7j. The access to the site from the west is from Tottington lane onto Sandstone way. This route is unsuitable; Tottington lane is a narrow country lane with no passing places. The access from the east is via Denmark lane,Tottington lane and Sandstone way. The junction of Denmark lane with the A1066 is of particular concern and already presents a potential danger. Visibility when turning out of Denmark lane is restricted if subjected to increased traffic, accidents would be anticipated.

I also notice that the site in question is in fact two sites A & B. only site B is within the settlement boundary Also the site to the north Site C (believed to be in different ownership) is indicating that 42 dwellings could be constructed. The 3 sites will put further strain on the already dangerous junction previously referred to.
In addition development of this area will encroach upon the green divide between Diss & Roydon. This divide is precious to residents of Roydon who are determined to remain independent. (Please refer to the recent keep Roydon whole campaign)

Full text:

Comments on small site in Roydon-better related to Diss (GNLP0104)

Site Features and Constraints
I seek to draw attention to facts that are undisclosed on the call for sites submission form GNLP0104.
And would ask you to take the following into consideration before considering the site as suitable for development.
The only significant prehistoric site in Roydon dates to the Iron Age and is found to the north of Sand Stone Way (The site presented for development). Here, the cropmark of a ring ditch was noted on an aerial photograph in 1977. Partial excavation of the feature in 1981 recovered Neolithic flint tools and fragments of Iron Age pottery, and the site was interpreted as an Iron Age defended settlement.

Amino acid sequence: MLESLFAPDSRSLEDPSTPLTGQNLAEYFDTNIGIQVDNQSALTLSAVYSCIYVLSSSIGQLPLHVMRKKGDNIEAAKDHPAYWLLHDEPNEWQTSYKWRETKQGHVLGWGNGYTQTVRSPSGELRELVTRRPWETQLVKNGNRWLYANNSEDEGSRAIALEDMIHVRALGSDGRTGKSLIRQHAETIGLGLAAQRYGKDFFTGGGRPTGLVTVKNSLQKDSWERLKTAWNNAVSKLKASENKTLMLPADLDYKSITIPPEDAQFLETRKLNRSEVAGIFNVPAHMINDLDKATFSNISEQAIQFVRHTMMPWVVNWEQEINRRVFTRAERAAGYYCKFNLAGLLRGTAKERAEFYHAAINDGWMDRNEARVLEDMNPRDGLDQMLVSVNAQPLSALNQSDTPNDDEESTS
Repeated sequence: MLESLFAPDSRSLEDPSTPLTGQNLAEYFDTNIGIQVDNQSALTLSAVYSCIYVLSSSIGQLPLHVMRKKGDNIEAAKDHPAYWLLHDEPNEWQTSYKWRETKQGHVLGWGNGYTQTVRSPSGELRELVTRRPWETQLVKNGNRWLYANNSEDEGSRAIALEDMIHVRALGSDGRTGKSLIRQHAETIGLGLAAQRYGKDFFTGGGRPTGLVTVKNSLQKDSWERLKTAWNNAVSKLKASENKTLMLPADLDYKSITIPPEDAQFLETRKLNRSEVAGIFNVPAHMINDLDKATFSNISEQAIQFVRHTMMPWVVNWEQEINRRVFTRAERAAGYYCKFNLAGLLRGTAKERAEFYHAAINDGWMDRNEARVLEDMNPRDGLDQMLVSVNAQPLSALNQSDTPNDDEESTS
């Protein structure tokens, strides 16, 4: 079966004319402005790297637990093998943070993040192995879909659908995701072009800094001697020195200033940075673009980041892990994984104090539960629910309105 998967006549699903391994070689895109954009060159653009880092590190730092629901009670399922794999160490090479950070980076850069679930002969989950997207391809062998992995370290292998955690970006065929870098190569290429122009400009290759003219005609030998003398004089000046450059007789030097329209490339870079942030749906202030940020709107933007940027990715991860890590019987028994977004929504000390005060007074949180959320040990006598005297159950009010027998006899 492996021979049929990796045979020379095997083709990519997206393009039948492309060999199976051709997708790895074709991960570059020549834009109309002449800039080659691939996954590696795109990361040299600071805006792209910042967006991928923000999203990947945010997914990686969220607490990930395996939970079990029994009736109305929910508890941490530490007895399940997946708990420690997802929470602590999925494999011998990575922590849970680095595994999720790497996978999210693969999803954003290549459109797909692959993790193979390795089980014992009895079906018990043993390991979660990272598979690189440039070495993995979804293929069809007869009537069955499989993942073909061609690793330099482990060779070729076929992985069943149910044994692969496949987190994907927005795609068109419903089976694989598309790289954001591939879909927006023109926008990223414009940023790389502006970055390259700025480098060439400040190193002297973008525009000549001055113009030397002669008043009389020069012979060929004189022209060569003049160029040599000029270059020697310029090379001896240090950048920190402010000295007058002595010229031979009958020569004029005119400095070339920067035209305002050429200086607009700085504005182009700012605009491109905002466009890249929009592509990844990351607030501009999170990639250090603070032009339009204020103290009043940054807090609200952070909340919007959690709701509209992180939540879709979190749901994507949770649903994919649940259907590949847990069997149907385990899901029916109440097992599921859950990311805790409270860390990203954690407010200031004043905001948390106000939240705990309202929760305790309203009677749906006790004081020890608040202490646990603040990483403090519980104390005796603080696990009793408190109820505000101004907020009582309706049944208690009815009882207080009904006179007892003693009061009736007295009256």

The owner of this land undertook the partial excavation in 1981 and has made a further partial excavation in recent years. It is believed that important artefact’s remain in the ground.
Before any development is approved it would be in the interest of the community for a full and independent archaeological excavation to be undertaken.
In addition to the above I have observed several errors and omissions on the application document:
5d. Contradicts statement made in 4a, the land has been used in the past as agricultural land. Its current appearance may give the impression that it is not suitable. However this is due to the partial excavations carried out by the owner in connection with my comments about it being an historical site. It is possible that this is a deliberate attempt to influence planners.
7a. The applicant has failed to disclose that there is a public right of way crossing the access to the site (The Angles way)
7a. Sandstone way is currently a small quiet residential cull-de- sac; access to the site is very restricted. The proposed development would fundamentally change the character of the area. On completion the residents would be subject to considerable nuisance from traffic flow. During the period of construction (Possibly 2 years) the disruption would be intolerable.